Learning to Grieve—Together

What the church can learn from Jewish mourning traditions
Learning to Grieve—Together

Silence hung in the adult Sunday school classroom the week after the Boston Marathon bombing. The death of eight-year-old Martin Richard had dampened the classes' typically dynamic discussion.

"These children were practically babies," one man said, connecting the Boston bombing to the Newtown, Connecticut, shooting the previous year. "How is a parent supposed to go on living after something like this?"

"I know I couldn't get through anything like that without my church," answered the woman sitting across from him. "What do people do without God and faith?"

"God and faith, yes," another gentleman answered. "But, what does the church have to do with it? What does the church, as a community, do for those who grieve?"

Silence hushed the room yet again.

Six years of pastoral ministry have given me a unique perspective on communal Christian grieving. Wakes and funerals offer spaces to cry, moan, and express sadness. Emotional outbursts shock bystanders, but people are quick to allow them and empathize with the one hurting. Folks send food and cards, and visit the family and dear friends of the deceased. Trained lay people such as Stephen Ministers walk alongside the grieving. Pastors refer hurting congregants to counselors and/or group therapy, and check in on them from time to time.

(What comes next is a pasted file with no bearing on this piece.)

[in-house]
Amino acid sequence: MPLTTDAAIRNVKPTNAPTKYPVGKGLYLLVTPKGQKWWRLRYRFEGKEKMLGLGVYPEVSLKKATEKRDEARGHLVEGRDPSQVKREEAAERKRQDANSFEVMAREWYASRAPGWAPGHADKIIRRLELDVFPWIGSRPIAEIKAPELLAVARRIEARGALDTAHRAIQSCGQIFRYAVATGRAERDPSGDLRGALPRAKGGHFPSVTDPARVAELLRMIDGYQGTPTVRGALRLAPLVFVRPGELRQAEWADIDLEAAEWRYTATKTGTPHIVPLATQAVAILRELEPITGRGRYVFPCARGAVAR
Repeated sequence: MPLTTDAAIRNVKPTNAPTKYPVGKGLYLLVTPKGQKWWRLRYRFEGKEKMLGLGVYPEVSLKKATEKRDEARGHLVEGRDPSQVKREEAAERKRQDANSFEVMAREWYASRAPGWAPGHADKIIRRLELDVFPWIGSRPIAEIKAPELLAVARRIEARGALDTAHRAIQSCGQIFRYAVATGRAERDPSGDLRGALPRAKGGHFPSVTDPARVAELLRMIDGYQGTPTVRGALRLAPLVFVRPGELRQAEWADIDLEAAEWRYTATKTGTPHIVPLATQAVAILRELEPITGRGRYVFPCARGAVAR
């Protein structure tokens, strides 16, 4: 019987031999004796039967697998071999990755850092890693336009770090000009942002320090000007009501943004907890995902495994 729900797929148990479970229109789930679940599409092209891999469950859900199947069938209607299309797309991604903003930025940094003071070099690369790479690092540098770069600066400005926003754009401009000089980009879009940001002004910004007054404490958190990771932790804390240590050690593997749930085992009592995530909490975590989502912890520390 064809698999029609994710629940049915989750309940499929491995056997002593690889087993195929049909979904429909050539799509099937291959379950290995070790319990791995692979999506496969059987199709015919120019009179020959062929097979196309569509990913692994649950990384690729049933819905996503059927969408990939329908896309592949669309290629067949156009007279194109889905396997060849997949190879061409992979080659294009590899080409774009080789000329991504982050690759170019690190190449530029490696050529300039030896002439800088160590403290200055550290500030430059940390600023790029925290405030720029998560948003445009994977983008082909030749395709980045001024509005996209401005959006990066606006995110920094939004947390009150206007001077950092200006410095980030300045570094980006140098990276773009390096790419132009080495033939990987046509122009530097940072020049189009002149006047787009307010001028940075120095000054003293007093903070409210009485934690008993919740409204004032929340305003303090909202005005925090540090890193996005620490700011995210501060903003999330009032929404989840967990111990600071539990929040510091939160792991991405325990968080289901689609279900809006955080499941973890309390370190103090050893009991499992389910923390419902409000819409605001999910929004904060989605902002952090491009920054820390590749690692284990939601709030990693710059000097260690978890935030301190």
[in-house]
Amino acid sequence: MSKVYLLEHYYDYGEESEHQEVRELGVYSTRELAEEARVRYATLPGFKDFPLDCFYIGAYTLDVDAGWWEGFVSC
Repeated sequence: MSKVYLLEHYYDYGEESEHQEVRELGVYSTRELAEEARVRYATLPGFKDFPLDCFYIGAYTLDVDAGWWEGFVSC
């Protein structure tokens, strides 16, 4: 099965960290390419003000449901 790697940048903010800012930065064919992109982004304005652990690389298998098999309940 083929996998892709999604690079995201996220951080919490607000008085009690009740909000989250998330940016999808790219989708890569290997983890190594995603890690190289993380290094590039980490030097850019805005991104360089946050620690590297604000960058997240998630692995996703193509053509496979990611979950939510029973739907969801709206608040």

However, most of this care tapers off within one to three months. Beyond the funeral, American Christians don't afford each other space for talking about death and permitting the full rage of grief's emotions. The grieving person is effectively forced to put on a happy face so no one feels uncomfortable.

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May 25

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